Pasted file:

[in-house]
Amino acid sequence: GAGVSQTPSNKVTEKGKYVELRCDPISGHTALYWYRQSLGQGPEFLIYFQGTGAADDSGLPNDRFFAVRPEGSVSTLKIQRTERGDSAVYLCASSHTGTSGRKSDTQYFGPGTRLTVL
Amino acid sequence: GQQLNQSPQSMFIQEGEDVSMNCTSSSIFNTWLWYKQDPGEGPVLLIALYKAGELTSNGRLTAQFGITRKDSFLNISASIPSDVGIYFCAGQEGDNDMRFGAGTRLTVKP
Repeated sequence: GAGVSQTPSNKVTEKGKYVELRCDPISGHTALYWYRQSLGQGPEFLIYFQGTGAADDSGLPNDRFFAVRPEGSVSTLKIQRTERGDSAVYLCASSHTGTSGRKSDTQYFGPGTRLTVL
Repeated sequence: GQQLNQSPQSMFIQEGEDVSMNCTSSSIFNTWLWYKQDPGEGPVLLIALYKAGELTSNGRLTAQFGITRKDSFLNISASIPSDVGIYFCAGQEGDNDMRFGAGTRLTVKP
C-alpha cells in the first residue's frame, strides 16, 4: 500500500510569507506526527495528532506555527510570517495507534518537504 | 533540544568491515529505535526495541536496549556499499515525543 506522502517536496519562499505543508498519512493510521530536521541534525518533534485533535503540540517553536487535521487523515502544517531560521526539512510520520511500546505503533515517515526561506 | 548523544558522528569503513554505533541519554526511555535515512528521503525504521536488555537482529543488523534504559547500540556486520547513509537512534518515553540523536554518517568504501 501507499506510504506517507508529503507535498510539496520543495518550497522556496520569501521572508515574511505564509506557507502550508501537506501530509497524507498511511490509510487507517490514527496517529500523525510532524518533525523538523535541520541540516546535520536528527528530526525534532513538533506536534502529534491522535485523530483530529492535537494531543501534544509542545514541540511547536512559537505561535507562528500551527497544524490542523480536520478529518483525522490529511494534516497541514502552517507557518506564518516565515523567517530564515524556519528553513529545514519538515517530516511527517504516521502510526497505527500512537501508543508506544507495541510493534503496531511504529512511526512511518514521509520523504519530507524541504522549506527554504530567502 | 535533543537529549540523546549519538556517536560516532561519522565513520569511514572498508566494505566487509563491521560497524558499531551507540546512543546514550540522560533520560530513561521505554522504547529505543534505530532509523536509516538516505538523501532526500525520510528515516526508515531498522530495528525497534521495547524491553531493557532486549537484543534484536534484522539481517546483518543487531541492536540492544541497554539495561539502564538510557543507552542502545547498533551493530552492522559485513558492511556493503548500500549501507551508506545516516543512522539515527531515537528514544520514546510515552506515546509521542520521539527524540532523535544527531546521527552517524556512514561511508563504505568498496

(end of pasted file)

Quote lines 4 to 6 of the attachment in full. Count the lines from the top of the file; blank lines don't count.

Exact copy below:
Repeated sequence: GAGVSQTPSNKVTEKGKYVELRCDPISGHTALYWYRQSLGQGPEFLIYFQGTGAADDSGLPNDRFFAVRPEGSVSTLKIQRTERGDSAVYLCASSHTGTSGRKSDTQYFGPGTRLTVL
Repeated sequence: GQQLNQSPQSMFIQEGEDVSMNCTSSSIFNTWLWYKQDPGEGPVLLIALYKAGELTSNGRLTAQFGITRKDSFLNISASIPSDVGIYFCAGQEGDNDMRFGAGTRLTVKP
C-alpha cells in the first residue's frame, strides 16, 4: 500500500510569507506526527495528532506555527510570517495507534518537504 | 533540544568491515529505535526495541536496549556499499515525543 506522502517536496519562499505543508498519512493510521530536521541534525518533534485533535503540540517553536487535521487523515502544517531560521526539512510520520511500546505503533515517515526561506 | 548523544558522528569503513554505533541519554526511555535515512528521503525504521536488555537482529543488523534504559547500540556486520547513509537512534518515553540523536554518517568504501 501507499506510504506517507508529503507535498510539496520543495518550497522556496520569501521572508515574511505564509506557507502550508501537506501530509497524507498511511490509510487507517490514527496517529500523525510532524518533525523538523535541520541540516546535520536528527528530526525534532513538533506536534502529534491522535485523530483530529492535537494531543501534544509542545514541540511547536512559537505561535507562528500551527497544524490542523480536520478529518483525522490529511494534516497541514502552517507557518506564518516565515523567517530564515524556519528553513529545514519538515517530516511527517504516521502510526497505527500512537501508543508506544507495541510493534503496531511504529512511526512511518514521509520523504519530507524541504522549506527554504530567502 | 535533543537529549540523546549519538556517536560516532561519522565513520569511514572498508566494505566487509563491521560497524558499531551507540546512543546514550540522560533520560530513561521505554522504547529505543534505530532509523536509516538516505538523501532526500525520510528515516526508515531498522530495528525497534521495547524491553531493557532486549537484543534484536534484522539481517546483518543487531541492536540492544541497554539495561539502564538510557543507552542502545547498533551493530552492522559485513558492511556493503548500500549501507551508506545516516543512522539515527531515537528514544520514546510515552506515546509521542520521539527524540532523535544527531546521527552517524556512514561511508563504505568498496